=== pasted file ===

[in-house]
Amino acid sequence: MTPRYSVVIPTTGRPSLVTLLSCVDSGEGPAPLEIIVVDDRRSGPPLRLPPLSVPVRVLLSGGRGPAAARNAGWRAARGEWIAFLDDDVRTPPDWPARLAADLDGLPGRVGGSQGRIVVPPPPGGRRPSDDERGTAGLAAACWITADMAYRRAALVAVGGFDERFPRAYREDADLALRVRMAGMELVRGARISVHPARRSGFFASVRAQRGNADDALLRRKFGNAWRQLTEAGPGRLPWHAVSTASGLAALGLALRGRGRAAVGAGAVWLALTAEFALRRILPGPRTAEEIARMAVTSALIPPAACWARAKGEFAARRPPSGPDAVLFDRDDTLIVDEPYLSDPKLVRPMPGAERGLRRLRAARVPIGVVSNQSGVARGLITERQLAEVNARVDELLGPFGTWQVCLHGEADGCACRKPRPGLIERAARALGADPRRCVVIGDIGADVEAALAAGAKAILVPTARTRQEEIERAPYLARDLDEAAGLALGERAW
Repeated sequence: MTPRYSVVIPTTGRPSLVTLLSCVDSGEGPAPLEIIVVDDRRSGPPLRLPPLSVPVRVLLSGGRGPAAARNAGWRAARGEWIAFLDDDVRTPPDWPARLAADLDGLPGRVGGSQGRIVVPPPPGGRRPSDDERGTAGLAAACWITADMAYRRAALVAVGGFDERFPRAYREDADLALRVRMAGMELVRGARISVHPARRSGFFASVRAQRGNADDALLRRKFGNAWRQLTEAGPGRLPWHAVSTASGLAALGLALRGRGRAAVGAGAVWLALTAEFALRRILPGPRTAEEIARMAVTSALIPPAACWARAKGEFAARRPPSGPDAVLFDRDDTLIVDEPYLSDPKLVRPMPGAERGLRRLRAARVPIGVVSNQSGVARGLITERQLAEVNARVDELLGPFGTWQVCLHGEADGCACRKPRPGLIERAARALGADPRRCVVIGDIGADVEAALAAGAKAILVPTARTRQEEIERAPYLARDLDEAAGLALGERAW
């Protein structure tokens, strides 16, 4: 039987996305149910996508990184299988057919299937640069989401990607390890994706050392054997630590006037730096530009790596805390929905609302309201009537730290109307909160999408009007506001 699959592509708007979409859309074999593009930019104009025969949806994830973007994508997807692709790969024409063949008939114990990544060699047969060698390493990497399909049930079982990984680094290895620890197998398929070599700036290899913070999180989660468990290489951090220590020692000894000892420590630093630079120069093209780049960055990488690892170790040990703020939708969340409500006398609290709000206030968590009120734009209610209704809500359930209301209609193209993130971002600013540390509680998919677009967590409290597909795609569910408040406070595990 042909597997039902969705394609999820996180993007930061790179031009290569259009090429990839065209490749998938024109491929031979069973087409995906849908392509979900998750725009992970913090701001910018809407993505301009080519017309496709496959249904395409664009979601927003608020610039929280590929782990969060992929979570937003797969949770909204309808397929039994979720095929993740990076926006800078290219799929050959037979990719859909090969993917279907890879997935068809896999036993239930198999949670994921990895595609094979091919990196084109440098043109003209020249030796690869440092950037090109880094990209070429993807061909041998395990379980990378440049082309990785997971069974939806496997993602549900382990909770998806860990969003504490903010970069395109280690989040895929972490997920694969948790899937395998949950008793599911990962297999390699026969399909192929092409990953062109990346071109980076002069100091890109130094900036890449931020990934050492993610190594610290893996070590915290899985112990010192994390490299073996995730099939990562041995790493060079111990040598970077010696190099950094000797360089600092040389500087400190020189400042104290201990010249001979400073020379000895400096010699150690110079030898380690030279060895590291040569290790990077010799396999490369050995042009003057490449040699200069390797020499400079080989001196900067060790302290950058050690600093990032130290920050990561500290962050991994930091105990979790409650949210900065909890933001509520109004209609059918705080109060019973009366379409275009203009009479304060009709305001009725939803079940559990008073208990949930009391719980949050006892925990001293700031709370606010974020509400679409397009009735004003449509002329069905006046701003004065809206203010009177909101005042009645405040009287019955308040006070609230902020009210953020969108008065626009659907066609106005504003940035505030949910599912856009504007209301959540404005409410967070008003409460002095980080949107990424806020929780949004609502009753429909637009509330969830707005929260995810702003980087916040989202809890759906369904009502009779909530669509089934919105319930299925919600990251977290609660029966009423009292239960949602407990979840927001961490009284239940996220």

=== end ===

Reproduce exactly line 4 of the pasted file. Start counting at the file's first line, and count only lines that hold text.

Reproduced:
């Protein structure tokens, strides 16, 4: 039987996305149910996508990184299988057919299937640069989401990607390890994706050392054997630590006037730096530009790596805390929905609302309201009537730290109307909160999408009007506001 699959592509708007979409859309074999593009930019104009025969949806994830973007994508997807692709790969024409063949008939114990990544060699047969060698390493990497399909049930079982990984680094290895620890197998398929070599700036290899913070999180989660468990290489951090220590020692000894000892420590630093630079120069093209780049960055990488690892170790040990703020939708969340409500006398609290709000206030968590009120734009209610209704809500359930209301209609193209993130971002600013540390509680998919677009967590409290597909795609569910408040406070595990 042909597997039902969705394609999820996180993007930061790179031009290569259009090429990839065209490749998938024109491929031979069973087409995906849908392509979900998750725009992970913090701001910018809407993505301009080519017309496709496959249904395409664009979601927003608020610039929280590929782990969060992929979570937003797969949770909204309808397929039994979720095929993740990076926006800078290219799929050959037979990719859909090969993917279907890879997935068809896999036993239930198999949670994921990895595609094979091919990196084109440098043109003209020249030796690869440092950037090109880094990209070429993807061909041998395990379980990378440049082309990785997971069974939806496997993602549900382990909770998806860990969003504490903010970069395109280690989040895929972490997920694969948790899937395998949950008793599911990962297999390699026969399909192929092409990953062109990346071109980076002069100091890109130094900036890449931020990934050492993610190594610290893996070590915290899985112990010192994390490299073996995730099939990562041995790493060079111990040598970077010696190099950094000797360089600092040389500087400190020189400042104290201990010249001979400073020379000895400096010699150690110079030898380690030279060895590291040569290790990077010799396999490369050995042009003057490449040699200069390797020499400079080989001196900067060790302290950058050690600093990032130290920050990561500290962050991994930091105990979790409650949210900065909890933001509520109004209609059918705080109060019973009366379409275009203009009479304060009709305001009725939803079940559990008073208990949930009391719980949050006892925990001293700031709370606010974020509400679409397009009735004003449509002329069905006046701003004065809206203010009177909101005042009645405040009287019955308040006070609230902020009210953020969108008065626009659907066609106005504003940035505030949910599912856009504007209301959540404005409410967070008003409460002095980080949107990424806020929780949004609502009753429909637009509330969830707005929260995810702003980087916040989202809890759906369904009502009779909530669509089934919105319930299925919600990251977290609660029966009423009292239960949602407990979840927001961490009284239940996220």